Online Data Aggregators:
Where the previously mentioned methods are not available or are out of reach, free online aggregators can help fill in the blanks on property data. For example, often there is no way to retrieve the most recent information about sold properties on a government website, either due to updating constraints or the fact that the data is not provided. Also, comps requested from a real estate agent are dependent on the agent’s expertise and may not always be a complete list.
In many cases, sites such as Zillow.com will allow you to input the subject property address and then select filters to include only properties that sold within the last x number of months. You can then use this list to narrow down your comps, but be cautious when working with the provided numbers as the data used to create them may not always be complete, or recent. Aggregators generally get their information from county records and public sources that are often updated infrequently. In addition, some states may be prohibited from releasing sales information and data is sparse in those areas.* As such, the automated valuation methods that they use depend on incomplete data which makes it impossible for them to be capable of determining current value. Thus, the Zillow.com Zestimate should never be relied on as an accurate measure of ARV, and that applies to aggregators in general.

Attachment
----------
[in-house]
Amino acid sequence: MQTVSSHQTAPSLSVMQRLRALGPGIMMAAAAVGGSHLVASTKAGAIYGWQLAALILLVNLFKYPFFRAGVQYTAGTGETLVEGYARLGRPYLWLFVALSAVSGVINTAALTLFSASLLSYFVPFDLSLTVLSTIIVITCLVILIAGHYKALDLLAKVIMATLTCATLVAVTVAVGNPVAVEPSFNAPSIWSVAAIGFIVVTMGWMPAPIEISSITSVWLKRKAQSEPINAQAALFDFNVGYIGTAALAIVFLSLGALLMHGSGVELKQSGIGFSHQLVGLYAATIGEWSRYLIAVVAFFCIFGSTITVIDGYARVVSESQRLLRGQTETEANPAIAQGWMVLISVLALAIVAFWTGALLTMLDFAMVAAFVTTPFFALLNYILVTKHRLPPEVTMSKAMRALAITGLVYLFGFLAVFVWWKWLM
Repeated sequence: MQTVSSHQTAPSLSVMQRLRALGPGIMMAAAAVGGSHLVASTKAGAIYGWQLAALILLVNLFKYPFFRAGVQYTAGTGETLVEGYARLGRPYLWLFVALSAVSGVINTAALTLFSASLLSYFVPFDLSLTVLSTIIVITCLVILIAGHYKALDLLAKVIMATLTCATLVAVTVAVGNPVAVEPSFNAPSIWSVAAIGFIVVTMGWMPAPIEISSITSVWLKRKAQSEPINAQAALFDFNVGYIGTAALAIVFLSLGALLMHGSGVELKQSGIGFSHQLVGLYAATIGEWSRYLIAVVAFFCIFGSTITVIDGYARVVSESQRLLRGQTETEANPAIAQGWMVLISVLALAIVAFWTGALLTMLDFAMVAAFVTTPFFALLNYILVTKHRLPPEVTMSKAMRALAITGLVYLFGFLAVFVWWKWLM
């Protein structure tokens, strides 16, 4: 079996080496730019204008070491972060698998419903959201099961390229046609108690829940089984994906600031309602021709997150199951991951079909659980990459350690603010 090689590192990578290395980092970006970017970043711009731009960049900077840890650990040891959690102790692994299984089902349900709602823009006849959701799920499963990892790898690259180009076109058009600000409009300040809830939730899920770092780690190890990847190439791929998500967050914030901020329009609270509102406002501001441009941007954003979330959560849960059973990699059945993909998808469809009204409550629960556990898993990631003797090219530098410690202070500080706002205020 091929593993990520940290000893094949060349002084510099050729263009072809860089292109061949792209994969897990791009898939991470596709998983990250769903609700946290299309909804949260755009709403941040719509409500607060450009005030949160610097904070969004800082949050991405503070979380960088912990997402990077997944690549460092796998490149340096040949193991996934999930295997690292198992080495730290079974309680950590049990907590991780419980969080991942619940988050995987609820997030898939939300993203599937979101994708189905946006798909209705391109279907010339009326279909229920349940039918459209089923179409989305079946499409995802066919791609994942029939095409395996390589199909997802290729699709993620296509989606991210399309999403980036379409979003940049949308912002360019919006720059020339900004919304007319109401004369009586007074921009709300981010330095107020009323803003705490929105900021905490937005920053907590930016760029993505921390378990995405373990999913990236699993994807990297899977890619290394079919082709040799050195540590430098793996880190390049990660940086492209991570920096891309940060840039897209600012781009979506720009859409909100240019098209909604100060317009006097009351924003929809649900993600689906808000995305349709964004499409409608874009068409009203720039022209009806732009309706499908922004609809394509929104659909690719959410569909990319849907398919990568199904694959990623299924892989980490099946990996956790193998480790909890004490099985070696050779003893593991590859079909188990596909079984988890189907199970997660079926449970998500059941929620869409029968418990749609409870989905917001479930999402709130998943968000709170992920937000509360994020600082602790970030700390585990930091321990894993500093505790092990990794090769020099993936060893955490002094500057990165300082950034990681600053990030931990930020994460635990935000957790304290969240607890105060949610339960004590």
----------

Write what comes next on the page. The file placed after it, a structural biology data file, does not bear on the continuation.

Always Trust, but Verify
The MLS is considered the gold standard in getting the most up-to-date and complete picture of market activity, as most sales are performed and recorded there immediately. However, you may not have access to the MLS, and in those cases, you may need to use a combination of the outlined sources based on their completeness and availability in your market.
Do you have any tips or insight on where to find comparables that has worked for you? Please share below in the comments.
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*Non-Disclosure States (Source: Home Insight)
There are some states — Alaska, Idaho, Indiana, Kansas, Maine, Mississippi, Missouri, Montana, New Mexico, North Dakota, South Dakota, Texas, Utah, and Wyoming — that either have laws forbidding the release of sales information to third parties that are not central to a transaction, or that take no stance, making disclosure a voluntary act of the seller. Inaccurate data is highly likely to be found on all aggregators, and government websites may expressly state that they do not provide sales data. In these states, it is possible that your only option is to find a licensed real estate agent that has access to the MLS. This list is not exhaustive, and state law is constantly shifting, so it’s a good idea to contact your assessor’s office or check the state’s official website to determine if you live in a non-disclosure state or not.